In order for institutions to change, there must be both a top-down and bottom-up approach. Trustees, Boards and the Office of the President must work to convey that study abroad needs to move from the periphery to the mainstream on campuses, and they must follow through on their statements to ensure implementation throughout.
- Convene a summit of college and university presidents and provosts, as well as policy makers and students, to discuss how to effect change on a local and national level.
- Encourage leadership to take a public stand on the importance of international experiences and to make sure their relatively new “internationalization of the campus” messages become a reality (not just words from on high).
- Create a toolkit for campus leadership—key messages, case studies and powerful statistics—for them to use and share.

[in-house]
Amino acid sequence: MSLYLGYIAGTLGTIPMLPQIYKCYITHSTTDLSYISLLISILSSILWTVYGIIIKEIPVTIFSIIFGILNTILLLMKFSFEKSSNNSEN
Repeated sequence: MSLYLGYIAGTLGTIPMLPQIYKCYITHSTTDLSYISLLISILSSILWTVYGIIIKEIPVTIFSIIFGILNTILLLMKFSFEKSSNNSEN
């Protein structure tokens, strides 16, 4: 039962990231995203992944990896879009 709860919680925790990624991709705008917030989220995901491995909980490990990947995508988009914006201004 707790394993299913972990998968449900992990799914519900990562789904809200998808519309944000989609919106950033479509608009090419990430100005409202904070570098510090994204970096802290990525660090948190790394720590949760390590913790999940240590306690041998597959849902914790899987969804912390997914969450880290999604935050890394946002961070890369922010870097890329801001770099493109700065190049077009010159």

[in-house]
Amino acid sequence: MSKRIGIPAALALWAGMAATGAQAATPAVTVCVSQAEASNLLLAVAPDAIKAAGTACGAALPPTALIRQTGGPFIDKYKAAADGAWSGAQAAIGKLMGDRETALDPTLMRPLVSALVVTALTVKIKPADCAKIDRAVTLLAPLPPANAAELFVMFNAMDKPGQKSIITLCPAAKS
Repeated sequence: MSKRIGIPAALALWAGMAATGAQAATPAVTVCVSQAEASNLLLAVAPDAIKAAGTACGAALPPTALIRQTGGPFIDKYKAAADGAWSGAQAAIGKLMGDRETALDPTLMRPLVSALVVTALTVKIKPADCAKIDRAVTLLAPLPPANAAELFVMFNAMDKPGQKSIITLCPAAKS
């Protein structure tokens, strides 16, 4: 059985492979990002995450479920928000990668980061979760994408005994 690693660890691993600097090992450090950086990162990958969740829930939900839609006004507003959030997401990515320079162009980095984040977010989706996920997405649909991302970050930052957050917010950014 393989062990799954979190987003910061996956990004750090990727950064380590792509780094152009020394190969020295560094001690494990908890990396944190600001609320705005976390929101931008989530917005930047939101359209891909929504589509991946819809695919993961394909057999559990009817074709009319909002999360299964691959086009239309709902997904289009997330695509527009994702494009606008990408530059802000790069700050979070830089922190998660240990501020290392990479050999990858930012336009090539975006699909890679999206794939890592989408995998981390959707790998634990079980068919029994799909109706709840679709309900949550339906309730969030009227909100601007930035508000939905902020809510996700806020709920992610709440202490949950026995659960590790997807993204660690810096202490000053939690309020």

- Communicate that the campaign is for all colleges and universities, not just those institutions already most active in study abroad; identify institutions that have less experience with study abroad and offer to pair them with a mentor institution that has made great strides.
- Present the benefits of study abroad at conferences where presidents and faculty attend, making sure to include models and success stories.
- Give them ideas on how to integrate pre-study abroad awareness into the admissions process, such as offering financial incentives to students for study abroad participation, including a free passport photo along with the student ID photo, setting up passport day and inviting a local passport office/U.S. Post Office to set up on campus, paying for students’ passports, and including foreign inoculations and medical exams in university health plans.
Join the conversation by adding a comment below
This blog entry summarizes Idea 6 of 11 “Big Ideas” brainstormed during IIE’s Generation Study Abroad Think Tank event in March 2014. They are compiled in the IIE Green Paper, “What will it take to Double Study Abroad?”